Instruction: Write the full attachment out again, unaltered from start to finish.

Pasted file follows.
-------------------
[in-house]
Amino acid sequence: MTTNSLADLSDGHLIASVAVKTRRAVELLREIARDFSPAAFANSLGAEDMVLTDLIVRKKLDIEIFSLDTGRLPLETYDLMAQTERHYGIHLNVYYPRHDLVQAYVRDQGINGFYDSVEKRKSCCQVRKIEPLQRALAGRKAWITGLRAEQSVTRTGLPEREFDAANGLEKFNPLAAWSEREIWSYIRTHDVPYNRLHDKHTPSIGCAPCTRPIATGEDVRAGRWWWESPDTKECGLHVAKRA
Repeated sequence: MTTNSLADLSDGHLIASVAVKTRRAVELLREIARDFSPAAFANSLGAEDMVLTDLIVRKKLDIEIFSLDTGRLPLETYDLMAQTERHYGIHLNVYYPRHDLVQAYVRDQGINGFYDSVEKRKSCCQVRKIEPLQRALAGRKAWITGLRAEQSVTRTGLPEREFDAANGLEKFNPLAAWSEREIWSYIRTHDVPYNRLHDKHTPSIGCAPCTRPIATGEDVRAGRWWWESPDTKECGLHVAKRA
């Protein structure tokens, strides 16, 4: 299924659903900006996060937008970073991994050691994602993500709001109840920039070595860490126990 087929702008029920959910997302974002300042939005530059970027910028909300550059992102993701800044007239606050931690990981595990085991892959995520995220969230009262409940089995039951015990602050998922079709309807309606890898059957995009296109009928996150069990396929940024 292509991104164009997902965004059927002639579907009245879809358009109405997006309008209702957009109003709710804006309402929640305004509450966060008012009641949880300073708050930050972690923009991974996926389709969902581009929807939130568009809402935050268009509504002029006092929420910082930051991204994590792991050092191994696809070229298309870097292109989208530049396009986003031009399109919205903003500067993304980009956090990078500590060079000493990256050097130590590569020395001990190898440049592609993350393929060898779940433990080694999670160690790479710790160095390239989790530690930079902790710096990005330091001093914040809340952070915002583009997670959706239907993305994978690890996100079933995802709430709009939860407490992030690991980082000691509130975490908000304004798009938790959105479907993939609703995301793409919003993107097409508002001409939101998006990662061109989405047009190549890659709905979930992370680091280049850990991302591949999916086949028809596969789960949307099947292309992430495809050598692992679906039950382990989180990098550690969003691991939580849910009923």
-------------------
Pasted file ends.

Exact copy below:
[in-house]
Amino acid sequence: MTTNSLADLSDGHLIASVAVKTRRAVELLREIARDFSPAAFANSLGAEDMVLTDLIVRKKLDIEIFSLDTGRLPLETYDLMAQTERHYGIHLNVYYPRHDLVQAYVRDQGINGFYDSVEKRKSCCQVRKIEPLQRALAGRKAWITGLRAEQSVTRTGLPEREFDAANGLEKFNPLAAWSEREIWSYIRTHDVPYNRLHDKHTPSIGCAPCTRPIATGEDVRAGRWWWESPDTKECGLHVAKRA
Repeated sequence: MTTNSLADLSDGHLIASVAVKTRRAVELLREIARDFSPAAFANSLGAEDMVLTDLIVRKKLDIEIFSLDTGRLPLETYDLMAQTERHYGIHLNVYYPRHDLVQAYVRDQGINGFYDSVEKRKSCCQVRKIEPLQRALAGRKAWITGLRAEQSVTRTGLPEREFDAANGLEKFNPLAAWSEREIWSYIRTHDVPYNRLHDKHTPSIGCAPCTRPIATGEDVRAGRWWWESPDTKECGLHVAKRA
């Protein structure tokens, strides 16, 4: 299924659903900006996060937008970073991994050691994602993500709001109840920039070595860490126990 087929702008029920959910997302974002300042939005530059970027910028909300550059992102993701800044007239606050931690990981595990085991892959995520995220969230009262409940089995039951015990602050998922079709309807309606890898059957995009296109009928996150069990396929940024 292509991104164009997902965004059927002639579907009245879809358009109405997006309008209702957009109003709710804006309402929640305004509450966060008012009641949880300073708050930050972690923009991974996926389709969902581009929807939130568009809402935050268009509504002029006092929420910082930051991204994590792991050092191994696809070229298309870097292109989208530049396009986003031009399109919205903003500067993304980009956090990078500590060079000493990256050097130590590569020395001990190898440049592609993350393929060898779940433990080694999670160690790479710790160095390239989790530690930079902790710096990005330091001093914040809340952070915002583009997670959706239907993305994978690890996100079933995802709430709009939860407490992030690991980082000691509130975490908000304004798009938790959105479907993939609703995301793409919003993107097409508002001409939101998006990662061109989405047009190549890659709905979930992370680091280049850990991302591949999916086949028809596969789960949307099947292309992430495809050598692992679906039950382990989180990098550690969003691991939580849910009923």